Baton Rouge Community College is an open-admissions, two-year post-secondary public community college, established on June 28, 1995. The college settled into a permanent location in 1998. The campus consists of five main buildings: Governors Building, Louisiana Building, Cypress Building, Bienvenue Building (student center), and the Magnolia Library Building. The college's current enrollment is more than 8,000 students. The curricular offerings include courses and programs leading to transfer credits, certificates and associate degrees.


Health and medicine

Baton Rouge is served by a number of hospitals and clinics:


  • Electric: Cajun Electric Power Cooperative, DEMCO, Entergy
  • Natural Gas: Entergy, Louisiana Gas Service Company, Mid-Louisiana Gas Company
  • Telephone: AT&T Inc.
  • Water: Baton Rouge Water Company, City of Bakermarker, City of Zacharymarker
  • Sewer: City of Baker, City of Zachary, East Baton Rouge Parish
  • Trash: Allied Waste


Baton Rouge is home station to the Army National Guard 769th Engineer Battalion a units that has recently had units deployed to Iraqmarker and Afghanistanmarker. The armory located near the Baton Rouge Airport houses three company sized units. These are: 769th HSC (headquarters support company); 769th FSC (forward support company); and the 927th Sapper Company. Other units of the battalion are located at Napoleonvillemarker (928th Sapper Company); Baker, Louisianamarker (926th MAC mobility augmentation company); and Gonzales, Louisianamarker (922nd Horizontal Construction Company).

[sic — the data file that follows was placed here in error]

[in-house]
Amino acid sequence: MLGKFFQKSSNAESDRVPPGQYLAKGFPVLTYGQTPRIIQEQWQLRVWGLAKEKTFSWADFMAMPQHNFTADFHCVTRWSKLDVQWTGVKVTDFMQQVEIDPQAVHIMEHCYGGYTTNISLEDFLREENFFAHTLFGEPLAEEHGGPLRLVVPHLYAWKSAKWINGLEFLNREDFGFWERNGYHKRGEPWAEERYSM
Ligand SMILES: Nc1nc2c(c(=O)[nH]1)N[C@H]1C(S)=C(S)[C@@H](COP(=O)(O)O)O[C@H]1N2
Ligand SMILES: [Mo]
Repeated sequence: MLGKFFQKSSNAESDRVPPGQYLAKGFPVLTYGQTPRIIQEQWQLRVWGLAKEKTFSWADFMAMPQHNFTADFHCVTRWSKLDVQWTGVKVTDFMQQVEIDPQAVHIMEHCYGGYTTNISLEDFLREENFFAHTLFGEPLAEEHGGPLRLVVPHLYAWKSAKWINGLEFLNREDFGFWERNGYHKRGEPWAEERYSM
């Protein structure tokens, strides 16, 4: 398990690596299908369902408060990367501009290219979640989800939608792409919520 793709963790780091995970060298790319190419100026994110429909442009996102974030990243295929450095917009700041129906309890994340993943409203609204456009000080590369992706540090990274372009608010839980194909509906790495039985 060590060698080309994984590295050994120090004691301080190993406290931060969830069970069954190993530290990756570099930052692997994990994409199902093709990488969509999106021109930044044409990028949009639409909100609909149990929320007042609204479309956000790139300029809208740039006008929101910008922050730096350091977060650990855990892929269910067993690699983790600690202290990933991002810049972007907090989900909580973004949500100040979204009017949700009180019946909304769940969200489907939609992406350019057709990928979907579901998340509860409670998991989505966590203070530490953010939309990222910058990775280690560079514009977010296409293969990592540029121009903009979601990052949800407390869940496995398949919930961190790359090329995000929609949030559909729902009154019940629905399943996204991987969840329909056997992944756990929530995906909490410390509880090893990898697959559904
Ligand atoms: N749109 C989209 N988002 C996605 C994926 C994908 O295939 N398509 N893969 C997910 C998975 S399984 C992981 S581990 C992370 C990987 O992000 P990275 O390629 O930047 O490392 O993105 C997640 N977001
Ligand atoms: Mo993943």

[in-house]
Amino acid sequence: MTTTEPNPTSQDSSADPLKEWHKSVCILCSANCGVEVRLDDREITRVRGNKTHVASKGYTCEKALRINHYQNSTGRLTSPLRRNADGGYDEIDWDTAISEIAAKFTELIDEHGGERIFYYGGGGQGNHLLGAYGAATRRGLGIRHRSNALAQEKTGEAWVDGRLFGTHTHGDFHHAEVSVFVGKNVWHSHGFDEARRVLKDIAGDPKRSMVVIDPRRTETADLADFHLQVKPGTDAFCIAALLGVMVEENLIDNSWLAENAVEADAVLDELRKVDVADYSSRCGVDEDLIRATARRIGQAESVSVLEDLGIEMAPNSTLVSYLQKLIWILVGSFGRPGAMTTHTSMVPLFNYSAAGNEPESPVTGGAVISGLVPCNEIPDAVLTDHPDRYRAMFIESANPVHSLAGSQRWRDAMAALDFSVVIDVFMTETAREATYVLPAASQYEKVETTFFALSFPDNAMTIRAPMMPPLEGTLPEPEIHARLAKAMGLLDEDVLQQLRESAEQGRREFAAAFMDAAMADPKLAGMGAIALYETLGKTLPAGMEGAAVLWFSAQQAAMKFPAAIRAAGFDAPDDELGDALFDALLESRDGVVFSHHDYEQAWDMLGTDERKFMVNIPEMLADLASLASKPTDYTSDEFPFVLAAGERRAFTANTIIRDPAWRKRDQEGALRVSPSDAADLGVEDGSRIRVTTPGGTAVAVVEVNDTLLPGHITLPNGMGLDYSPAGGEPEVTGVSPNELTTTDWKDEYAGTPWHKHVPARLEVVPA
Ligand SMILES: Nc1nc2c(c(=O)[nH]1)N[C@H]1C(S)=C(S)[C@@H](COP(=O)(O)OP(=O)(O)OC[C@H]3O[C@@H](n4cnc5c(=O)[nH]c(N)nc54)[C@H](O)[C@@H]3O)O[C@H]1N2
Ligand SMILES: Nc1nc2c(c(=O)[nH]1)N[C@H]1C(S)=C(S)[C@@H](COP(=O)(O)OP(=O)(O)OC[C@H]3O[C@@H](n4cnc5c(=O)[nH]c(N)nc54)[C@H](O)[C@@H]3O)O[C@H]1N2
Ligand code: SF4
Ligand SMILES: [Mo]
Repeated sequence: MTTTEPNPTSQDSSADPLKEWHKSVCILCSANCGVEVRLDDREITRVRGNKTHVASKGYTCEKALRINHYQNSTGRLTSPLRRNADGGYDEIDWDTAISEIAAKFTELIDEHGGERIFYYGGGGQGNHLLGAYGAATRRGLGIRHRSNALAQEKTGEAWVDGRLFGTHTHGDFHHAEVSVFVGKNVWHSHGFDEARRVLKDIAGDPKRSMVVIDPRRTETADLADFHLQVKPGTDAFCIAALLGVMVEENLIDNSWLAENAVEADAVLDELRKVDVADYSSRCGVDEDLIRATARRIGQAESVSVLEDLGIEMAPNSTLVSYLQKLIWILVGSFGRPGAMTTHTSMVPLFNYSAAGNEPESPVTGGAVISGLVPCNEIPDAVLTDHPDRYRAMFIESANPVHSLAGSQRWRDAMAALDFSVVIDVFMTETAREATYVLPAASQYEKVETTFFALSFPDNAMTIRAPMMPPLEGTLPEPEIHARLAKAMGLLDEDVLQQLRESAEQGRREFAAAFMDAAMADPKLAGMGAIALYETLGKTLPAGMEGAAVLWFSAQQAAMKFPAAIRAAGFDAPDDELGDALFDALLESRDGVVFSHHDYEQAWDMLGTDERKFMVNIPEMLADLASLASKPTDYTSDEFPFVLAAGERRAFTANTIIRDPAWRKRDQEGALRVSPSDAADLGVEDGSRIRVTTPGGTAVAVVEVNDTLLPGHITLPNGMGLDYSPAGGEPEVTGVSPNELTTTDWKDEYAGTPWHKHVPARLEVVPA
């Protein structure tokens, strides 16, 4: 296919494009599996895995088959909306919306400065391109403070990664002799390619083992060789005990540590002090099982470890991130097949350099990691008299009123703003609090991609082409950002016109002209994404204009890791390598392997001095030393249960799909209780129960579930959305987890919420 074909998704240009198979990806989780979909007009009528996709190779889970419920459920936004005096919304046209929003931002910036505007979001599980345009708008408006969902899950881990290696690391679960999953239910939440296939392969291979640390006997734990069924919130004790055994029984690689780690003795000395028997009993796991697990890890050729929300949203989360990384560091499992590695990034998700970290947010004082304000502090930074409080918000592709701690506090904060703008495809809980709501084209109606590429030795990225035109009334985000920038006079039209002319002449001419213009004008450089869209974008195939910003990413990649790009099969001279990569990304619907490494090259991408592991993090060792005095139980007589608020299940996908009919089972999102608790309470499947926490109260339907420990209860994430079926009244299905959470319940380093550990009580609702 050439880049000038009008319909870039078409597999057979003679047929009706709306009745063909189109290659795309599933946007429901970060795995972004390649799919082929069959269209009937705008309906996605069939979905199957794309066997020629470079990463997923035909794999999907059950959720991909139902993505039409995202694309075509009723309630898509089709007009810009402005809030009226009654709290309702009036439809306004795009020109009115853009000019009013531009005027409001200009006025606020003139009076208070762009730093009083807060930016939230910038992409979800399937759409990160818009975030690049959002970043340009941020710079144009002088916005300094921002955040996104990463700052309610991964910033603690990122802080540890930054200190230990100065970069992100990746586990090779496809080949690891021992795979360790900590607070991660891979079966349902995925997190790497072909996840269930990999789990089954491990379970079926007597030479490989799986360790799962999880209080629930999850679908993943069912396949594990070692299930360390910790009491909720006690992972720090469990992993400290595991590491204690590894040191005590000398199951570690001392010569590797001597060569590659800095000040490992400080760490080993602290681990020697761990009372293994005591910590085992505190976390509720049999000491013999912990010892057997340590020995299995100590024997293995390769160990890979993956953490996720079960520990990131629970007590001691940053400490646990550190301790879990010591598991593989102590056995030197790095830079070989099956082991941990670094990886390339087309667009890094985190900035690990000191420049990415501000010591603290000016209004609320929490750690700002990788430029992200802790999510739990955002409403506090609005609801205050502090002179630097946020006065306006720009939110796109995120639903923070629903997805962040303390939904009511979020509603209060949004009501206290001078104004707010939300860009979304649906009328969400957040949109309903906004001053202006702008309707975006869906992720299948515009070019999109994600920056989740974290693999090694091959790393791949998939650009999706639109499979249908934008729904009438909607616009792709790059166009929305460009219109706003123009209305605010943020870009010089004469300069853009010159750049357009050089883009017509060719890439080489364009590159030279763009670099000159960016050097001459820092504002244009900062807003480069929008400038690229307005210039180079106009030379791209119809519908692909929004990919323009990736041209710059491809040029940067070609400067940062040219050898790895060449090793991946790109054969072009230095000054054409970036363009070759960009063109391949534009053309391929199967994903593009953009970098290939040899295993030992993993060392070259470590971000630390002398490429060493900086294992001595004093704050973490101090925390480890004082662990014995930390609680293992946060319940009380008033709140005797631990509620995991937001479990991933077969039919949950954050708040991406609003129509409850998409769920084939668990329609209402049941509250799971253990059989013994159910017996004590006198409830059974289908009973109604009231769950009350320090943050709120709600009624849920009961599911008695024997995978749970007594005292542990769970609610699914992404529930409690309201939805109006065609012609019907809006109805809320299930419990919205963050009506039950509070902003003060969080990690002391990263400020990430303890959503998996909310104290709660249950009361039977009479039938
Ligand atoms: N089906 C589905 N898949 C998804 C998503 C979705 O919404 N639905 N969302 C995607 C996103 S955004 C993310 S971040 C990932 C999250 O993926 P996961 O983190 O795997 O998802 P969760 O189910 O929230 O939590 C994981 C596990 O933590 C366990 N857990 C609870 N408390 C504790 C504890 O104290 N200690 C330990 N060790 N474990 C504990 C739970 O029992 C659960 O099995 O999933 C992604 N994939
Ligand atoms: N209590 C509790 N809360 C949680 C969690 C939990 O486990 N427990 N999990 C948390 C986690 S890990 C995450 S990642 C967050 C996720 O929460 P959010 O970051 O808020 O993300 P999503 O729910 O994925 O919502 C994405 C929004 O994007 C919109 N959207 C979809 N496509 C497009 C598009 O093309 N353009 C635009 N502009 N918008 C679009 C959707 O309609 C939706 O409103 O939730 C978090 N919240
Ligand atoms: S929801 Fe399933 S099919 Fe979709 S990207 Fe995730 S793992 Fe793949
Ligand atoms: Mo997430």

The 769th Engineer Battalion is part of the 225th Engineer Brigade which is headquartered in Pineville, Louisianamarker at Camp Beauregard. There are four engineer battalions and an independent bridging company in the 225th Engineer Brigade which makes it the largest engineer group in the US Army Engineer Corps.


Image:Baton Rouge Bridge.jpg|Horace Wilkinson Bridge I-10Image:HuebridgeBR.JPG|Huey Long Bridge

Highways and roads

Baton Rouge is connected by the following major routes: I-10 (Capital City Expressway via the Horace Wilkinson Bridgemarker), I-12(Republic of West Florida Parkway), I-110 (Martin Luther King Jr. Freeway), Airline Highway (US 61), Florida Boulevard (US 190) (via the Huey P.marker Long Bridgemarker), Greenwell Springs Road (LA 37), Plank Road/22nd Street (LA 67), Burbank Drive & Highland Road(LA 42), Nicholson Drive (LA 30), Jefferson Highway (LA 73), Louisiana Highway 1 (LA 1) and Scotland/Baker/Zachary Highway (LA 19). The business routes of US 61/190 run west along Florida Blvd. from Airline Highway to River Road downtown. The routes also run along River Rd., Chippewa Street, and Scenic Highway from Chippewa to Airline. US 190 joins US 61 on Airline Hwy. from Florida Blvd. to Scenic Hwy., where the two highways split. US 190 continues westward on Airline to the Huey P. Long Bridge, while US 61 heads north on Scenic Hwy.